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Off the Charts: The Song Poems Story [DVD] [Region 1] [US Import] [NTSC]

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Region 1 encoding. (requires a North American or multi-region DVD player and NTSC compatible TV. More about DVD formats)
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Most Helpful Customer Reviews on (beta) 22 reviews
11 of 11 people found the following review helpful
Captivating 15 Jan 2004
By J. Boley - Published on
Format: DVD
It was about midnight in a hotel room on a business trip that I was flipping channels and came across this documentary and was immediately sucked in. It's just a fascinating story about an off-beat topic that most people have never heard about. I was so fascinated by it that I researched the PBS site until I found the producers name and contacted him to see when it would be on DVD (I never do that!).
Well, that was about a year ago, here it is, and I can't wait to see it with all the extras. If you are a fan of oddball documentaries in the vein of 'American Movie', 'The Checker King', or 'Cane Toads', then this one is for you.
5 of 5 people found the following review helpful
Bad music makes a good show... 25 Jan 2004
By rar - Published on
Format: DVD
I, too, saw this doc last year and absolutely loved it.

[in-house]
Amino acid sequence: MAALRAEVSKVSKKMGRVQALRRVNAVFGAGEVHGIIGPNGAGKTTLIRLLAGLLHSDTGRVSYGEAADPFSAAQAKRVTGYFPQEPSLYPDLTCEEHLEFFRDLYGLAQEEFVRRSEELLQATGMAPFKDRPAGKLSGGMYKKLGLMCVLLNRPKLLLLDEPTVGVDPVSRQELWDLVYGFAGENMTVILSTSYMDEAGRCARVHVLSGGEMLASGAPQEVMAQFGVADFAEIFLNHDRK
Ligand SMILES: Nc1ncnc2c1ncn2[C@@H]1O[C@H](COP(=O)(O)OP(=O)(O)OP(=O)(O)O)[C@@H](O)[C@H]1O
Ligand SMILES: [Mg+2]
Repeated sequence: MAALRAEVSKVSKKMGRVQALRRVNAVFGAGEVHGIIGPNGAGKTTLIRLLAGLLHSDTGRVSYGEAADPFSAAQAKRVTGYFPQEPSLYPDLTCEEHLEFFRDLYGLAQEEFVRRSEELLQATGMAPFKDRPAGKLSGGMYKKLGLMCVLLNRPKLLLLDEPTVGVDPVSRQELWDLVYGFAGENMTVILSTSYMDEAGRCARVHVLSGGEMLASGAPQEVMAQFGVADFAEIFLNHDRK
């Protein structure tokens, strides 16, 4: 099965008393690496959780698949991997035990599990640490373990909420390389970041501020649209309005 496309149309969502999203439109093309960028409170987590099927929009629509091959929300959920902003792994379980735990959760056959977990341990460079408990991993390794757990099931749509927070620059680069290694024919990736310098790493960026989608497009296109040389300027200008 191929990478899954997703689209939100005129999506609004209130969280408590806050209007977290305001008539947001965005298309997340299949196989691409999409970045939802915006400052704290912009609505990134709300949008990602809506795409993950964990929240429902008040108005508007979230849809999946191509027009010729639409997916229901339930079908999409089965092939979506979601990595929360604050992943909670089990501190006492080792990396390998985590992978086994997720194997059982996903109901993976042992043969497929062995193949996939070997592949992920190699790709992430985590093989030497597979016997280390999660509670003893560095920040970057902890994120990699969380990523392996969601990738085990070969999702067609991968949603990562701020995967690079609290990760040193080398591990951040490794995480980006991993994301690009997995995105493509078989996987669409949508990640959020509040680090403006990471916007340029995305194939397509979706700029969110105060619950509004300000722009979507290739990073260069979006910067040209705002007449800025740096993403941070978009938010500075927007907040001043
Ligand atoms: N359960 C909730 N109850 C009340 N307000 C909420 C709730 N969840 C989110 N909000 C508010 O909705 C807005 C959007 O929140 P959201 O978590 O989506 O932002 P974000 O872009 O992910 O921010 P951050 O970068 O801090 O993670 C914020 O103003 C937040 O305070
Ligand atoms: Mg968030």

I've always had a love for bad, cheesy music. I can't explain why but things like The Shaggs and Portsmouth Sinfonia
and Mrs. Miller have always made the laugh. If you're the type that's bought a bargain basement album because it looks SO BAD, then you'll love this documentary. What's touching is how earnest and endearing a couple of these
song-writers were. Others were just plain strange. Such is the world of song-poems. The companies cranking this stuff out (actually decent musicians) made sure never to change the lyrics, no matter how bad or how poorly they worked.
So of course I loved this doc and it made me want to hear these songs for myself. For anyone that's curious, check out the website (American Song Poem Music Assoc.). It has a treasure-trove of song-poems available for download. There's also a couple of cds you can buy through Amazon that are great. Co-workers and I have laughed ourselves silly over some of this stuff. (sample song-poem lyrics: Disco, disco, disco ... I am going to Mt. Cisco. I am going to buy Crisco to bake a cake so I can disco, disco, disco. Also loved: Norman Casserly, the first male midwife) Highly recommended if you like unintentionally funny things...
7 of 8 people found the following review helpful
"Thank Jehovah for Kung Fu Bicycles and Priscilla Presley" 29 Mar 2005
By cookieman108 - Published on